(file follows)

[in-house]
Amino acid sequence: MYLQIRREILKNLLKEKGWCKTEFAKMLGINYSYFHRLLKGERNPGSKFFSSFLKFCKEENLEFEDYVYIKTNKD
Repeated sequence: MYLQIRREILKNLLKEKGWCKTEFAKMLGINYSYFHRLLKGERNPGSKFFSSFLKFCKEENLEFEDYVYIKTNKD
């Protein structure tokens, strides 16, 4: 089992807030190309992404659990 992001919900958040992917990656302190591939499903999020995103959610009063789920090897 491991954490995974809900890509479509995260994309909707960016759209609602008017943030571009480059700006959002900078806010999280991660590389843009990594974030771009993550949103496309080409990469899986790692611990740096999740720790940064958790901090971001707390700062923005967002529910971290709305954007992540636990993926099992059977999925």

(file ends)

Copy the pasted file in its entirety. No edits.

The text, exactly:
[in-house]
Amino acid sequence: MYLQIRREILKNLLKEKGWCKTEFAKMLGINYSYFHRLLKGERNPGSKFFSSFLKFCKEENLEFEDYVYIKTNKD
Repeated sequence: MYLQIRREILKNLLKEKGWCKTEFAKMLGINYSYFHRLLKGERNPGSKFFSSFLKFCKEENLEFEDYVYIKTNKD
């Protein structure tokens, strides 16, 4: 089992807030190309992404659990 992001919900958040992917990656302190591939499903999020995103959610009063789920090897 491991954490995974809900890509479509995260994309909707960016759209609602008017943030571009480059700006959002900078806010999280991660590389843009990594974030771009993550949103496309080409990469899986790692611990740096999740720790940064958790901090971001707390700062923005967002529910971290709305954007992540636990993926099992059977999925």